Low-temperature FTIR spectroscopy provides evidence for protein-bound water molecules in eubacterial light-driven ion pumps
Light-driven H+, Na+ and Cl− pumps have been found in eubacteria, which convert light energy into a transmembrane electrochemical potential. A recent mutation study revealed asymmetric functional conversion between the two pumps, where successful functional conversions are achieved exclusively when mutagenesis reverses the evolutionary amino acid sequence changes. Although this fact suggests that the essential structural mechanism of an ancestral function is retained even after gaining a new function, questions regarding the essential structural mechanism remain unanswered. Light-induced difference FTIR spectroscopy was used to monitor the presence of strongly hydrogen-bonded water molecules for all eubacterial H+, Na+ and Cl− pumps, including a functionally converted mutant. This fact suggests that the strongly hydrogen-bonded water molecules are maintained for these new functions during evolution, which could be the reason for successful functional conversion from Na+ to H+, and from Cl− to H+ pumps. This also explains the successful conversion of the Cl− to the H+ pump only for eubacteria, but not for archaea. It is concluded that water-containing hydrogen-bonding networks constitute one of the essential structural mechanisms in eubacterial light-driven ion pumps.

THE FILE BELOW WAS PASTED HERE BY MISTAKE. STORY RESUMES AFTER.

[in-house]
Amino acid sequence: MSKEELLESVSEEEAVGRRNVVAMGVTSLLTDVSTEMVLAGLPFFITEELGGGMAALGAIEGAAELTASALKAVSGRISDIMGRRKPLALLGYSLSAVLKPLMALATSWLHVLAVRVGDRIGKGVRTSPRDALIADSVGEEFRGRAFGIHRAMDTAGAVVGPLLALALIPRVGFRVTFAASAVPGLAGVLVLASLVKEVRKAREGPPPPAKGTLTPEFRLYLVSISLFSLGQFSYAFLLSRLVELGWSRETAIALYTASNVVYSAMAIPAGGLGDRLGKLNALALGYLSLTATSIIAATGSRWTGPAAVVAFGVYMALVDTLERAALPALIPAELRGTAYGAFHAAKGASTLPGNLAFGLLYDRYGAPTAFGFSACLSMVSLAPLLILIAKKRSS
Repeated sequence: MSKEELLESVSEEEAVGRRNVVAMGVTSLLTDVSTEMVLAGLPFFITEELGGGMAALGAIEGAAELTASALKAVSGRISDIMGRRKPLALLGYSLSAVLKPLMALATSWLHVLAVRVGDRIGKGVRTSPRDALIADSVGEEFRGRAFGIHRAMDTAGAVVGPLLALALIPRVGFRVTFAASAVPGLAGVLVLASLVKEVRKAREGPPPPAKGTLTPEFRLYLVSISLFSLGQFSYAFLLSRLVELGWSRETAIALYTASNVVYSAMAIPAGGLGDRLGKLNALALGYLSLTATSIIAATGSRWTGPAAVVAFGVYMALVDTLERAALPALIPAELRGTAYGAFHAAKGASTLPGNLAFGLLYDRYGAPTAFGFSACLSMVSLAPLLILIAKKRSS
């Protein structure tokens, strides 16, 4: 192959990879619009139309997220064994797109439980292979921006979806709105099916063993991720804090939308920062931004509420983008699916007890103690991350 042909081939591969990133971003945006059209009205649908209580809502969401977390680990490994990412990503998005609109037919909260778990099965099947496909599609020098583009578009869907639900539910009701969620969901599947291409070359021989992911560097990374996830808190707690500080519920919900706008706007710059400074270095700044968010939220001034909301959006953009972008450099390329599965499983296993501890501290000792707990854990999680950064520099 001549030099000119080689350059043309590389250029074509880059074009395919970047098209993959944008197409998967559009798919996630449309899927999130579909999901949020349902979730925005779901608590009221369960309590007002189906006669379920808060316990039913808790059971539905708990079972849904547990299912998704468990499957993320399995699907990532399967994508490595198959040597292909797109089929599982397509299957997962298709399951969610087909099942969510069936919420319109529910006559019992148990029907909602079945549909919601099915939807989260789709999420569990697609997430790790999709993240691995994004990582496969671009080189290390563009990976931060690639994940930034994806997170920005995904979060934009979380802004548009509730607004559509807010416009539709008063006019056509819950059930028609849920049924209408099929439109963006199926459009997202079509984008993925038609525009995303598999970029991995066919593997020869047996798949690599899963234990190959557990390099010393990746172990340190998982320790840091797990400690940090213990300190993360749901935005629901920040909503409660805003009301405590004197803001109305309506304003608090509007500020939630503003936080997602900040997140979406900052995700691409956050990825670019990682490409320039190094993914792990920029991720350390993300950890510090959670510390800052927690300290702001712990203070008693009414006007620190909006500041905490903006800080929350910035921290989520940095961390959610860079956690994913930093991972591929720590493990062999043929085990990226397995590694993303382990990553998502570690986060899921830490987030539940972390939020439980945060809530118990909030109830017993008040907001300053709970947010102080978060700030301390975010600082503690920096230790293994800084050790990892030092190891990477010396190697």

- This article is part of the themed collection: Complex molecular systems: supramolecules, biomolecules and interfaces